Negotiation | Teen Ink


January 23, 2009
By Anonymous

Worcester, England: 900 A.D.

A king stands atop his castle letting his eyes wander across the once green and luscious valley set before his walls. Today none of that valley can be seen, it’s color hidden beneath the shadows of 10,000 men. The King does not move, his body does not shiver nor do his palms sweat. A hint of confidence, or maybe arrogance, inspires a slight shift in his lips. He knows the odds are against him, but fear is not something inherited through the Charles bloodline. His name is Lawrence Charles III, King of England, and servant only to the Lord himself. He has honored this title for over a decade, unmatched in power, wealth, and popularity among the people. However, no man can rule forever. And as the sun rises he can feel eminent death before him.
His men stand, unmoved by the intimidating opponent. And just as their King, they do not speak. Not even as the enemy starts to march toward to castle walls. Marching turns to running, and soon the entire French army storms across the valley, screaming, with swords drawn. The king looks behind him at his knights; each one of them ready for battle. He picks up his helmet and slowly places it on his head. He draws his sword and point to the mob of enemy soldiers. As he turns back French men are already climbing onto the towers by ladder. Not wasting any time King Charles roars, and runs toward the invaders swiping and cutting fiercely. His men follow knowing that the option of negotiation is out of the question. Their king was never one to back down from a challenge. They draw their swords and the battle begins.

Litchfield, Connecticut: 1776

His soldiers are battered and weak. They have marched for days to reach Boston and have had to ration the little food they managed to save to avoid starvation. As a Colonel, his men are looking to him for guidance. But what do you tell a group of men who have broken spirits, and wounded bodies? That everything will be better once they reach Boston? He has made many a promise to his men, and doing so again would not boost their moral, only fill them with the sad realization that no matter what their commander tells them, he is only doing so to avoid mutiny. Spending a weak in retreat is not something that Colonel Charles is used to doing. Usually the one to strike first he has taken the safer route and tired to escape the battle scene at least until they reach Boston.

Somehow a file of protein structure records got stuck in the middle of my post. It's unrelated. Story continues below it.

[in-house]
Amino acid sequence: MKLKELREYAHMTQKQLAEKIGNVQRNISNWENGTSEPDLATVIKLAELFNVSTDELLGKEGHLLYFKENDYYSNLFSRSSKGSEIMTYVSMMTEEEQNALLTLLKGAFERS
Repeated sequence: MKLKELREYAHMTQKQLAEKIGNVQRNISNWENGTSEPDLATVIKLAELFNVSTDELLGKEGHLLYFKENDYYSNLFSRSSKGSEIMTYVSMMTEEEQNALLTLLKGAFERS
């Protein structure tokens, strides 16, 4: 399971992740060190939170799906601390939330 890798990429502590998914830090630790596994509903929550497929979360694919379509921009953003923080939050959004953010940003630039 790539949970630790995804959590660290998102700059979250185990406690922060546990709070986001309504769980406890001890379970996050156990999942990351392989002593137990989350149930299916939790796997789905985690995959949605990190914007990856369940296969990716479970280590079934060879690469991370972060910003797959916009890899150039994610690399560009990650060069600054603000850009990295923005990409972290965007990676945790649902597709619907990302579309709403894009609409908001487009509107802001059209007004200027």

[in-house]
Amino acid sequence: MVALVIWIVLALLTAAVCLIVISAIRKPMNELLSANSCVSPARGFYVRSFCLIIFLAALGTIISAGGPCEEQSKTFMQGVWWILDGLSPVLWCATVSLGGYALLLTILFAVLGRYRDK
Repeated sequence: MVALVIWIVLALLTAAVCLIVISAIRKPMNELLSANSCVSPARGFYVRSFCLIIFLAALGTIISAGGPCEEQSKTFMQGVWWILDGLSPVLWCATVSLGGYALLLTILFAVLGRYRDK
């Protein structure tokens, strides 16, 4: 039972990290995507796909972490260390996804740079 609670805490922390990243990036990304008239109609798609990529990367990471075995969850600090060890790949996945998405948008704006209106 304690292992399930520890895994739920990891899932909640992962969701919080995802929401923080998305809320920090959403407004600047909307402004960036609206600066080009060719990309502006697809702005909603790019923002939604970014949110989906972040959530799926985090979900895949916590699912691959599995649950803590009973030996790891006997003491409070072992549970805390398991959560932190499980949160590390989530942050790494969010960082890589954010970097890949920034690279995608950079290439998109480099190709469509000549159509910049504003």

Charles takes his rifle and starts to walk through the forest. He doesn’t exactly know where they are, but it is somewhere near Litchfield. Litchfield is right by the border of Massachusetts, so it probably won’t take more than two days to reach the Capitol. He sits on a log and wonders about his family. He hopes they are safe and sound, undisturbed by the Red Coats. He takes up his gun again and starts to stand up when “BOOM!” Gunshots erupt in the distance. Charles hears the shouting of men in the distance, and the wailing neigh of horses. Flashes of red and white dart though the trees and he ducks down so he cannot be seen. “How did they find us?” he thinks to himself. Paralyzed by fear he makes no noise, and does not move a muscle.
Shortly, the battle dissipates, and he can hear the crying of horses riding off. He looks up first to make sure the enemy is gone. Then walks cautiously back to the small camp he and his battalion had set up. As he looks upon what remains of his fellow rebels and friends, he sheds a long and painful tear. His brothers, every one of them, lay lifeless on the forest floor brutally massacred. God must have spared his life for a reason, for Col. Edward Charles is a man of faith. “Why?” he says aloud.

D-Day Normandy, France: 1944

“I need ammo!” someone shouted from across the beach. “I ain’t got any! Get Charles!” Charles was a man that the soldiers trusted. If you had a problem, he could fix it, plus, he had an ammo boy following him wherever he went. But Charles wasn’t around. While the rest of the army was fighting on the beach, he was already making his way up the hillside, taking out enemy bunkers one by one. “Is that him up on the hill?” “Jesus Christ!”